Yoti announces digital identity Fellowship winners as researchers warn of discrimination risks
The winners of the Yoti Fellowship Programme have been selected, and will spend a year working on digital identity and identity-related issues local to South Africa, Argentina, and India, the company announced.
South African researcher Tshepo Magoma will study the effectiveness of the country’s digital identity ecosystem in fighting fraud, and consider the national digital identity system from a human rights perspective, making proposals for safeguards and recommendations. Chilean development practitioner Paz Bernaldo will consider what digital identity and identity in general means to unemployed and under-employed people receiving support from public job centers and local labor NGOs in Gran Buenos Aires and Mar del Plata, Argentina. Indian digital storyteller, researcher, and documentary filmmaker Subhashish Panigrahi will amplify challenges and opportunities within marginalized groups affected ost by Aadhaar through multimedia research.
“We still have a long way to go in fully understanding the implications of various digital ID initiatives, especially for the most vulnerable,” comments Selection Panel member Chrissy Martin. “The diversity of applications for the Yoti Fellowship and the issues covered, highlight just how important it is to amplify a wide range of voices, as they raised issues that are rarely researched or discussed. I’m thrilled to see how these three Fellows will contribute to the conversation and hopefully influence future policy decisions not only in their country, but globally.”
Experts are warning meanwhile that providing people with digital identity could potentially leave them open to discrimination. TechXplore reports that a study by researchers at the University of Exeter Law School warns that providing digital identity to persecuted groups like the Rohingya in Myanmar could enable their persecutors to more easily discriminate against them.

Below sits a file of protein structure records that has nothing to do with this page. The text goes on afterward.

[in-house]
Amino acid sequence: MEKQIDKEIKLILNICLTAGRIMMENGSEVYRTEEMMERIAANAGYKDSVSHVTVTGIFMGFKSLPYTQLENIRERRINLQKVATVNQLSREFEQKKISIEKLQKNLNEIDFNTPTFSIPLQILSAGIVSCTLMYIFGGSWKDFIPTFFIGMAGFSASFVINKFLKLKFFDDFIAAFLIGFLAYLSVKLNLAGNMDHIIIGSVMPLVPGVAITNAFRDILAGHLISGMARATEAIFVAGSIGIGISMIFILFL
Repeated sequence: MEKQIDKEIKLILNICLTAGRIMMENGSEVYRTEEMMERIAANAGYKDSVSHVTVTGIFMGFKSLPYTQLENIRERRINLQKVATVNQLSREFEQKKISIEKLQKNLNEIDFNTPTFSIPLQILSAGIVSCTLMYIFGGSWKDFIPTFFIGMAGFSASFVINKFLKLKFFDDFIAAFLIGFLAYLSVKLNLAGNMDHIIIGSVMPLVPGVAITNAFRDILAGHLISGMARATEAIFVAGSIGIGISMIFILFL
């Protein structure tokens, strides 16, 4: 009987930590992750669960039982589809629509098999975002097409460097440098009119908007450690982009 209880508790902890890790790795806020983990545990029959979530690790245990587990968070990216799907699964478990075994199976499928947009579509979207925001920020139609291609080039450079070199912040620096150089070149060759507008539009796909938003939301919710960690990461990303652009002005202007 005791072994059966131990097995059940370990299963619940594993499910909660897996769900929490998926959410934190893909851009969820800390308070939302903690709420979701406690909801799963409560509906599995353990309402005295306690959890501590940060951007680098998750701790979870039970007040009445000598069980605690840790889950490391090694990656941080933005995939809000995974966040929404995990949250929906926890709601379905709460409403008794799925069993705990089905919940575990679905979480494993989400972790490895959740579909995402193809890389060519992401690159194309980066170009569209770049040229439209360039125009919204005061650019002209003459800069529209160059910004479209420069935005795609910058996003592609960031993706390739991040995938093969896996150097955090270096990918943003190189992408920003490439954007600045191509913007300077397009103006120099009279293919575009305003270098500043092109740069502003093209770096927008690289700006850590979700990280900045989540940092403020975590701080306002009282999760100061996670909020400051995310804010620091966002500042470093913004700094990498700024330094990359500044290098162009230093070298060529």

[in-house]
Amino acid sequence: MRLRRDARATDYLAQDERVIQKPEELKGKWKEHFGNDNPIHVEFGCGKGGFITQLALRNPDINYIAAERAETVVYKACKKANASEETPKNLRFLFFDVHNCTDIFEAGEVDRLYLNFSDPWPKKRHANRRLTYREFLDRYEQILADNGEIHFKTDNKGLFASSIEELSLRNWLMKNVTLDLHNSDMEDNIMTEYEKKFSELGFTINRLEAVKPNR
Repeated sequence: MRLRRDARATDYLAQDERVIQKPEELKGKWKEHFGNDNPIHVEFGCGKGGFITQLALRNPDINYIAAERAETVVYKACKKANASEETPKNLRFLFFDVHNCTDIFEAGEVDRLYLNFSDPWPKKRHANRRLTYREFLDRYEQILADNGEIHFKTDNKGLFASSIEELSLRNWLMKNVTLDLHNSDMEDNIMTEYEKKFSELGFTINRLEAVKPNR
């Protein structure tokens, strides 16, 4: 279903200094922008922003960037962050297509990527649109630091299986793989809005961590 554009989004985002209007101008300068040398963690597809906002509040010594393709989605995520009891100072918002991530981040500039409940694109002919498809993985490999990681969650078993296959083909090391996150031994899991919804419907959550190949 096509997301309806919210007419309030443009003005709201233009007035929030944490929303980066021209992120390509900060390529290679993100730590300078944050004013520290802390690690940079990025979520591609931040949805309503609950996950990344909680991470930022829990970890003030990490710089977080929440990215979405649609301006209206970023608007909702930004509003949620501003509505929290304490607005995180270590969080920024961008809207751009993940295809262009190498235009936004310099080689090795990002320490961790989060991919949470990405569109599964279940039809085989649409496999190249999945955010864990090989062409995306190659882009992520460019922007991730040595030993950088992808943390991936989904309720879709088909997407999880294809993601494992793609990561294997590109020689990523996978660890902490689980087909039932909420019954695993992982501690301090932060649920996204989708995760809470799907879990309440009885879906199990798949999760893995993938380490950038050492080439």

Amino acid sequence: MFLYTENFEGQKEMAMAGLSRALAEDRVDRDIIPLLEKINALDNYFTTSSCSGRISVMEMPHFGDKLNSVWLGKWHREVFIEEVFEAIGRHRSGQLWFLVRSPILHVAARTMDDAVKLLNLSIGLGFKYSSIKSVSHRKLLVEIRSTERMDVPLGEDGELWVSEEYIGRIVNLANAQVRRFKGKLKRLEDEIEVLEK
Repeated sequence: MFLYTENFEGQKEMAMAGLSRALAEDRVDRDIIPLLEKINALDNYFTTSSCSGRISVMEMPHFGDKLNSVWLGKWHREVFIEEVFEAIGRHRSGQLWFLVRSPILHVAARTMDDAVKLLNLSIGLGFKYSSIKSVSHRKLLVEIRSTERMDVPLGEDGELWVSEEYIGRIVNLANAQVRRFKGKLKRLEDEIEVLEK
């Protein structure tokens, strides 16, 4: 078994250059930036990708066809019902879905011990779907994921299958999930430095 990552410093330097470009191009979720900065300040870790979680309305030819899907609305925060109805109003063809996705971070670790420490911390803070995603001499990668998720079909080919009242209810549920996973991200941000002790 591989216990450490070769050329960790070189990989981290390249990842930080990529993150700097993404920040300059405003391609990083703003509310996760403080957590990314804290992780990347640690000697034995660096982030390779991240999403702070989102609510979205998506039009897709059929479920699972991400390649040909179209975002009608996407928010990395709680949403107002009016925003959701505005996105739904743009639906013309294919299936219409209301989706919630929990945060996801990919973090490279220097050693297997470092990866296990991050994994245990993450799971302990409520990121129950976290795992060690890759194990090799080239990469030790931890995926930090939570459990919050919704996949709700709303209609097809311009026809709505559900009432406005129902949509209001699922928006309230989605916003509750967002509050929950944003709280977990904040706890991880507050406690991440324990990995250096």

Lead researcher Dr. Ana Beduschi says technology cannot protect human rights or prevent discrimination by itself.
Depending on how digital identity technologies are designed and used, they may also hinder the rights of those that they intend to benefit. Having a digital identity may make people without legal documentation more visible and therefore less vulnerable to abuse and exploitation. However, it may also present a risk for their safety. If the information falls into the wrong hands, it may facilitate persecution by authorities targeting individuals based on their ethnicity,” Beduschi says.
“Giving people a digital identity will only help protect their human rights if those who provide it mitigate any risks of potential discrimination and promote high standards of privacy and data protection.”
The researchers also warn that reliance on technology such as biometrics could lead to indirect discrimination, as biometric data collected from older individuals is often not good enough quality, which could lead to obstacles in using digital identity or accessing services.